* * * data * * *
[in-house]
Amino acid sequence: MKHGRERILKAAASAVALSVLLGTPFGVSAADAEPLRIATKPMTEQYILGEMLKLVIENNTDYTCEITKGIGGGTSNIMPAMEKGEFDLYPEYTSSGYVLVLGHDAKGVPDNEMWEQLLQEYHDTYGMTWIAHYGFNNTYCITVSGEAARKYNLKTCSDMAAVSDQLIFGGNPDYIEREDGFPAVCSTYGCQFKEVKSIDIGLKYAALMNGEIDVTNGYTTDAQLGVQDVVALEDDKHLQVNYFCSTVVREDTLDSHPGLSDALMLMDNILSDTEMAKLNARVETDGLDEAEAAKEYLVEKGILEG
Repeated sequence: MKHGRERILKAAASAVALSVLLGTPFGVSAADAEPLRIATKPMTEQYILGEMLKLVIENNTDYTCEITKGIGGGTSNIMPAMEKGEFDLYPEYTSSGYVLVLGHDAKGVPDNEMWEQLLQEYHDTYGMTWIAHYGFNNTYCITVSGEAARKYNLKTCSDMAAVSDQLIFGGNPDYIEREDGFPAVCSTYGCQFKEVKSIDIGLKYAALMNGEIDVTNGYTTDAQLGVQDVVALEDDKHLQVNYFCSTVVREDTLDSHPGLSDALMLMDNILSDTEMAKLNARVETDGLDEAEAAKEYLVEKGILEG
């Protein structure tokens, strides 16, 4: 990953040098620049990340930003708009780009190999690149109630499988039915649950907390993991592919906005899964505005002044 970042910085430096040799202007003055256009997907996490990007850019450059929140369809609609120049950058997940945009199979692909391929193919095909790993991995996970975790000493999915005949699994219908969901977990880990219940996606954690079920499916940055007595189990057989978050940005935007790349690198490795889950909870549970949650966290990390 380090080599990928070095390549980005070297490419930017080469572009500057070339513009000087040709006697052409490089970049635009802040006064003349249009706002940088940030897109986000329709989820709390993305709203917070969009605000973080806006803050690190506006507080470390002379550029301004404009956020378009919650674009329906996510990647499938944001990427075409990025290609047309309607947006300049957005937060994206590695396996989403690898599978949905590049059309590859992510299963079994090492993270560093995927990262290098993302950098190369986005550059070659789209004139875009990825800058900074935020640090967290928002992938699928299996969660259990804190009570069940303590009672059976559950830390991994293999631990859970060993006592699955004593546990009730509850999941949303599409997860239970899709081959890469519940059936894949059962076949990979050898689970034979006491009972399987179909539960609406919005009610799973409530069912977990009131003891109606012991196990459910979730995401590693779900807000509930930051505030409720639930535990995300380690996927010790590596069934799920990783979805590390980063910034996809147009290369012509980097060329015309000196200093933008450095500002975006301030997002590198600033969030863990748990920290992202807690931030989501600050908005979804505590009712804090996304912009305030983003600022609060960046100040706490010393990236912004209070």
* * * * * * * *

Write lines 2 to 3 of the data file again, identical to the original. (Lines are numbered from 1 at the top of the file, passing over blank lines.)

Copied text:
Amino acid sequence: MKHGRERILKAAASAVALSVLLGTPFGVSAADAEPLRIATKPMTEQYILGEMLKLVIENNTDYTCEITKGIGGGTSNIMPAMEKGEFDLYPEYTSSGYVLVLGHDAKGVPDNEMWEQLLQEYHDTYGMTWIAHYGFNNTYCITVSGEAARKYNLKTCSDMAAVSDQLIFGGNPDYIEREDGFPAVCSTYGCQFKEVKSIDIGLKYAALMNGEIDVTNGYTTDAQLGVQDVVALEDDKHLQVNYFCSTVVREDTLDSHPGLSDALMLMDNILSDTEMAKLNARVETDGLDEAEAAKEYLVEKGILEG
Repeated sequence: MKHGRERILKAAASAVALSVLLGTPFGVSAADAEPLRIATKPMTEQYILGEMLKLVIENNTDYTCEITKGIGGGTSNIMPAMEKGEFDLYPEYTSSGYVLVLGHDAKGVPDNEMWEQLLQEYHDTYGMTWIAHYGFNNTYCITVSGEAARKYNLKTCSDMAAVSDQLIFGGNPDYIEREDGFPAVCSTYGCQFKEVKSIDIGLKYAALMNGEIDVTNGYTTDAQLGVQDVVALEDDKHLQVNYFCSTVVREDTLDSHPGLSDALMLMDNILSDTEMAKLNARVETDGLDEAEAAKEYLVEKGILEG